Senate Appropriations Committee approves funding VA for interoperable EHR, telemedicine, claims processing systems

The bill gives the Veterans Affairs money to digitize claims processing, advance telemedicine, and modernize its electronic health record software, but only once it proves interoperability with the DoD and private sector. 
By Jack McCarthy
10:07 AM

The U.S. Senate approved a bill that would give the Veterans Affairs Department a total of $83 billion in discretionary funding for fiscal year 2017, including money for an interoperable electronic health record, telemedicine efforts and a paperless claims processing system.

The Military Construction, Veterans Affairs, and Related Agencies Appropriations Bill, also known as MilCon-VA, provides $3.1 billion more than last year’s funding, including $260 million for modernizing its electronic health record system, $180 million for a paperless claims processing system, $143 million for the digital scanning of health records, and $1.17 billion for telemedicine.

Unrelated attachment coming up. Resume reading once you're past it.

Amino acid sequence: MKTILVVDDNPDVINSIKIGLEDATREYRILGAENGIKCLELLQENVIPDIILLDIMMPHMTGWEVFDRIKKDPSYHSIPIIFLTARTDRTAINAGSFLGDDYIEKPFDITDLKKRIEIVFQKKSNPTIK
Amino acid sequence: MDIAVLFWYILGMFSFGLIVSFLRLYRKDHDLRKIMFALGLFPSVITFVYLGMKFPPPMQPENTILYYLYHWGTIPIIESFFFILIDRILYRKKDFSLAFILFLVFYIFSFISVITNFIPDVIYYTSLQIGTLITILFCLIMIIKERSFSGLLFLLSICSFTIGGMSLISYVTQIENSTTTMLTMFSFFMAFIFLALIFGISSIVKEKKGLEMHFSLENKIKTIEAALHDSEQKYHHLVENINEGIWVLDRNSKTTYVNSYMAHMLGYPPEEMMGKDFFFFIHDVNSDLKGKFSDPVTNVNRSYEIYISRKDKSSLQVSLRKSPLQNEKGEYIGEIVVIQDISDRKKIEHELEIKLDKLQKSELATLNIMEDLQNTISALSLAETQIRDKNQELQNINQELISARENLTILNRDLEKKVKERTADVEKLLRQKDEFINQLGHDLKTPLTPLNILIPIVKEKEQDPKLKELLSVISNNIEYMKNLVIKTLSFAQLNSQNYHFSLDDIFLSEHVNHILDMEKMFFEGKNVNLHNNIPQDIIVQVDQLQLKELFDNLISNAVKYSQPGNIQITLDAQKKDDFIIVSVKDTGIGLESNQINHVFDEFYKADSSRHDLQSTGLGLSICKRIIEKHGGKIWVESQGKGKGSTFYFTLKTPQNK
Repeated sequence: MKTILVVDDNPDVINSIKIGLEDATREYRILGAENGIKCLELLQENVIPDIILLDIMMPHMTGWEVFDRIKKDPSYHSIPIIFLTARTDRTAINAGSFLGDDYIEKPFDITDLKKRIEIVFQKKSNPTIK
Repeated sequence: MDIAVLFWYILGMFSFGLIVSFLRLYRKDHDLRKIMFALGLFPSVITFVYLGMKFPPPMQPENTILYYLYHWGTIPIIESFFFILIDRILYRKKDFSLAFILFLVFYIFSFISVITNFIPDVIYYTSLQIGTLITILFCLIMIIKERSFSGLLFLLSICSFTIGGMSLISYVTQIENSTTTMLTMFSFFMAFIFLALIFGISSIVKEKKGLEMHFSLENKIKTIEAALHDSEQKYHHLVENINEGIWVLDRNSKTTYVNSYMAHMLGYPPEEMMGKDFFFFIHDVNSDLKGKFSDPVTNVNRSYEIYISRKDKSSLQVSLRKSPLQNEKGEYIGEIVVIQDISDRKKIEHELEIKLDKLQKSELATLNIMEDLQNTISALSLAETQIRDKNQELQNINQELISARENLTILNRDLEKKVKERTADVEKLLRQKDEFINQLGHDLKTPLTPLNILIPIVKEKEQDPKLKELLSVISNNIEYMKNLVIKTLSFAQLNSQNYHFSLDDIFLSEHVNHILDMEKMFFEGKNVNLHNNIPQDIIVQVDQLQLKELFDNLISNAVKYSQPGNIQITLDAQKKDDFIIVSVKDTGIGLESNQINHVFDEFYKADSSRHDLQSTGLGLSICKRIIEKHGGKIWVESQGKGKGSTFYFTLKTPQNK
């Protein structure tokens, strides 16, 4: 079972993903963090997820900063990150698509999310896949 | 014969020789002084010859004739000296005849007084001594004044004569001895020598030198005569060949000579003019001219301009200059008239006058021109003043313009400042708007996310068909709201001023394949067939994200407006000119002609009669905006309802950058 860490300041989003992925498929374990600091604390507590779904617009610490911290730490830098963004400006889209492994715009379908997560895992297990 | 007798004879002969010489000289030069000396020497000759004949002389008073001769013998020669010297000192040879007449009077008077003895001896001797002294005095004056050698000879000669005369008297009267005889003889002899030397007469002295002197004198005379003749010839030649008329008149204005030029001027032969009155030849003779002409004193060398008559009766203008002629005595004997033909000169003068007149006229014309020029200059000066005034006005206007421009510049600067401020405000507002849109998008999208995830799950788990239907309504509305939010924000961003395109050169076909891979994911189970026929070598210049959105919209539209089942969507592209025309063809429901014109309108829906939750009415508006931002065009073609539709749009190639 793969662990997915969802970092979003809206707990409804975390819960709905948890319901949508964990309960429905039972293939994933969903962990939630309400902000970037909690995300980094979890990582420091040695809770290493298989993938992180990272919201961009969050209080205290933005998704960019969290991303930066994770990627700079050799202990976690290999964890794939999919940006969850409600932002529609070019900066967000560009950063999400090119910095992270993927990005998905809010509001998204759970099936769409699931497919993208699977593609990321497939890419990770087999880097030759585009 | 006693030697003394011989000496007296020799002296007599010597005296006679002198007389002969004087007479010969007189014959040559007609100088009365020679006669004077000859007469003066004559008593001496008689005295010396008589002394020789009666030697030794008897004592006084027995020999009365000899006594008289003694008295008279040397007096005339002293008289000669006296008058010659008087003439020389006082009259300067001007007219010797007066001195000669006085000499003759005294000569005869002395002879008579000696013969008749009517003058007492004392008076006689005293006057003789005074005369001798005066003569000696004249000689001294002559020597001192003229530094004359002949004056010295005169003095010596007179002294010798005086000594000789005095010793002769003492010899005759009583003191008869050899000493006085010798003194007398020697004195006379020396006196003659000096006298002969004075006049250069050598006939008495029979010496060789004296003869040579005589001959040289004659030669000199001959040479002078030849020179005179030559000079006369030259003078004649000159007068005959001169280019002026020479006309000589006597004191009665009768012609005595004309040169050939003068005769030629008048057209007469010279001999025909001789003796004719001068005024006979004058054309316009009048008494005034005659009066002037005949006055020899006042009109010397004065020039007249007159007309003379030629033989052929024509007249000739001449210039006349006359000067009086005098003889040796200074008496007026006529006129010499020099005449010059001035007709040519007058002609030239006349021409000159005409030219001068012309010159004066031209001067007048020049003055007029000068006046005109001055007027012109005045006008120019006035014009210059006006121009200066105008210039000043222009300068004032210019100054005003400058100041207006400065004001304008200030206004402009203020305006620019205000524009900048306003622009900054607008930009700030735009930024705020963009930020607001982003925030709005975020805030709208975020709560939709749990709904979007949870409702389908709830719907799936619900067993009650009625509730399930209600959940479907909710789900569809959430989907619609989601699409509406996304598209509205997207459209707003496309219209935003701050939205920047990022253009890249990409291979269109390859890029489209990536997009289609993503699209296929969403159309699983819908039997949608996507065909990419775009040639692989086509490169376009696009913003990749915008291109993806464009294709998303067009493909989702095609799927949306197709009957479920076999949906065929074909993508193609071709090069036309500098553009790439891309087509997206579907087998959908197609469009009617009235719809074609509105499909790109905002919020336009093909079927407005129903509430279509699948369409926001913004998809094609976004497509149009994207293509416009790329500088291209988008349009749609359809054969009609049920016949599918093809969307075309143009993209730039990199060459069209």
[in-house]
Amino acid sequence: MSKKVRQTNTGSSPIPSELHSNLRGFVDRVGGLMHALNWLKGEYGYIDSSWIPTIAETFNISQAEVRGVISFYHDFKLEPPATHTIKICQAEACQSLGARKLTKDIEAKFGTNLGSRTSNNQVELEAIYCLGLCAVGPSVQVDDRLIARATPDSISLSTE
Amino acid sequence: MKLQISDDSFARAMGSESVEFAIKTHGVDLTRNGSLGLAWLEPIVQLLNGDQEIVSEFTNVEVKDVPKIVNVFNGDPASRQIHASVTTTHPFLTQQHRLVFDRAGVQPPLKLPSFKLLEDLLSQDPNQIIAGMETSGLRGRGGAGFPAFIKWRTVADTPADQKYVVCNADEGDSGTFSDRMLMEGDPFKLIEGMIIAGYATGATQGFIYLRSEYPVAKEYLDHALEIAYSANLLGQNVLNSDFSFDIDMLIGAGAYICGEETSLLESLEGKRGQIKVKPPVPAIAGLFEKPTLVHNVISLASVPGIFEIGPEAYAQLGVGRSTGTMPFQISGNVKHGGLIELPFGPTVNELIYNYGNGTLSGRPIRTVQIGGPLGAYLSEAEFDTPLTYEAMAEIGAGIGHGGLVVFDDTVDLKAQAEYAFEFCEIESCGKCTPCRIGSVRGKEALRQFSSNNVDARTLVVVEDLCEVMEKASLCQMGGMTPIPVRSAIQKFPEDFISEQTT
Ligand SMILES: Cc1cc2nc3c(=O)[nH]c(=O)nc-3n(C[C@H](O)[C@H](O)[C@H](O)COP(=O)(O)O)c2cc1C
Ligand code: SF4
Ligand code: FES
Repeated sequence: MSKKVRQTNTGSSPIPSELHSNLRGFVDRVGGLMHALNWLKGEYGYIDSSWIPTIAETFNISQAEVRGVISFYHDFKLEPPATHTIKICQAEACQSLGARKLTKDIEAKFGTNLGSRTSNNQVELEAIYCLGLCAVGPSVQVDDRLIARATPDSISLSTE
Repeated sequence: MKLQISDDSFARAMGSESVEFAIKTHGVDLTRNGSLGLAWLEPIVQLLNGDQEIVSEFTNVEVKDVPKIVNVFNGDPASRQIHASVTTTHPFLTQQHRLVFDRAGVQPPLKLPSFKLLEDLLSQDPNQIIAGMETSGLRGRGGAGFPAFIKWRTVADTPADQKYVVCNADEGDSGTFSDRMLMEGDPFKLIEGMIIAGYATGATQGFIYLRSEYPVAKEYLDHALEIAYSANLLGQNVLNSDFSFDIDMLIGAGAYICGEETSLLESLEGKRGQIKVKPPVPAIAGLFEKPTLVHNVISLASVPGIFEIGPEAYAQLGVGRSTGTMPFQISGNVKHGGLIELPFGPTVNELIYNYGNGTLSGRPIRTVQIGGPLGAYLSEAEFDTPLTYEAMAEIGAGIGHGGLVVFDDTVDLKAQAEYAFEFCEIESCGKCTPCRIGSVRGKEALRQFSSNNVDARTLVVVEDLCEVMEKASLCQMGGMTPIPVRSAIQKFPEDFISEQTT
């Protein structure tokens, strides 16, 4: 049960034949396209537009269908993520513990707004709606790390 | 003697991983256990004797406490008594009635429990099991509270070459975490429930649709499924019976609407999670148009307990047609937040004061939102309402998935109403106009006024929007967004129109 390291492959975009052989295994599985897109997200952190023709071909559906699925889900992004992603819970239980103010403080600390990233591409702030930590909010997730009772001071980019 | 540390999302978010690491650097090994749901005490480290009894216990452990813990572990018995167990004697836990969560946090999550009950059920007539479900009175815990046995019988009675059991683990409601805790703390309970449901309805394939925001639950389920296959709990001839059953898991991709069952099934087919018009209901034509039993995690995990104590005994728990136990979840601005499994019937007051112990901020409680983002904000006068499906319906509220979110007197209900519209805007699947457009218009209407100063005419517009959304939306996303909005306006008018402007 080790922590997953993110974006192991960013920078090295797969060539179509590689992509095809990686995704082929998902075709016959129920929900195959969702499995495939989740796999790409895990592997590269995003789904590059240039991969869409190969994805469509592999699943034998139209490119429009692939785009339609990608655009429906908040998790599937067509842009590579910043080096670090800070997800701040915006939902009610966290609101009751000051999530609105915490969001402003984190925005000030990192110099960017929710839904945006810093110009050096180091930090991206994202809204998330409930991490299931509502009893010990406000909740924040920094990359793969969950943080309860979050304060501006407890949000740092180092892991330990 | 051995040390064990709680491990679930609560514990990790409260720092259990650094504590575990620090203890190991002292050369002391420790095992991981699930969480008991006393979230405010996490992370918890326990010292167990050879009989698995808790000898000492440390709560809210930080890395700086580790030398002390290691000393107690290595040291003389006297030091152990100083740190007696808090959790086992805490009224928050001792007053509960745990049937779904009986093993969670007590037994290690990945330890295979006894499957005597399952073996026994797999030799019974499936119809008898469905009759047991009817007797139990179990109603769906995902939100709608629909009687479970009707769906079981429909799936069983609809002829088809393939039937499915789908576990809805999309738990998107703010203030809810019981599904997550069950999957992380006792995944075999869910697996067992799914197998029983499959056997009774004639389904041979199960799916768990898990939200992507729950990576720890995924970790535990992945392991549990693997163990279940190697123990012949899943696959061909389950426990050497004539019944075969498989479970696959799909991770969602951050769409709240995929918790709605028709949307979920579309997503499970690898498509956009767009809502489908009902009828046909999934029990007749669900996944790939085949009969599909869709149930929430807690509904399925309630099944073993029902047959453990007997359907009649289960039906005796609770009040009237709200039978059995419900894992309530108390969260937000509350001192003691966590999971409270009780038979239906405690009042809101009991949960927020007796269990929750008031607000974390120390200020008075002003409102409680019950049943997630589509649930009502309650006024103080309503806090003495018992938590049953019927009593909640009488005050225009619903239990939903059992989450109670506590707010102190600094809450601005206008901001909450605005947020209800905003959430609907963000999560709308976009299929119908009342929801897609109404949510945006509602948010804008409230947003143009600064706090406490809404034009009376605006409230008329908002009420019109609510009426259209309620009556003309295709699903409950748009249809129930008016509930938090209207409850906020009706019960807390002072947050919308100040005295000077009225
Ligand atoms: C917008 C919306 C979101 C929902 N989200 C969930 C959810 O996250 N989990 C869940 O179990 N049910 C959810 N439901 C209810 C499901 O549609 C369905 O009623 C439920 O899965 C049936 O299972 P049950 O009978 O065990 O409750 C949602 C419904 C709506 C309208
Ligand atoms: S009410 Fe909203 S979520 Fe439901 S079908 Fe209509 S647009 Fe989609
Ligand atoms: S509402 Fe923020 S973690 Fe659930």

Saying that the bill funds the VA at record levels, Republican Illinois Senator Mark Kirk, who is also chairman of the MilCon-VA Appropriations Subcommittee, explained that it protects veterans, reduce opioid overprescribing, and improve transparency at the VA, among other objectives. 

[Also: CIO LaVerne Council says VA needs new EHR with analytics, cloud, patient experience capabilities]

Some of the money comes with conditions, however, most notably for the EHR.

“The bill includes language restricting the use of this funding until the VA demonstrates functional improvements in the interoperability of a system to seamlessly exchange veterans’ medical data among the VA, DOD and the private sector,” according to a statement issued by Republican Mississippi Senator Thad Cochran, who is also chair of the Senate Appropriations Committee.

MilCon-VA for 2017 also provides $350 million for military medical facilities,  $1.5 billion for Hepatitis C treatment, $675 million for medical and prosthetic research; $535 million for health care specifically for women veterans; $5.7 billion to care for Iraq and Afghanistan veterans; $284 million for traumatic brain injury treatment; and $250 million for rural health initiatives.

Senators passed MilCon-VA by a vote of 30-0; similar legislation was included in a companion bill passed Wednesday by a U.S. House of Representatives committee.  

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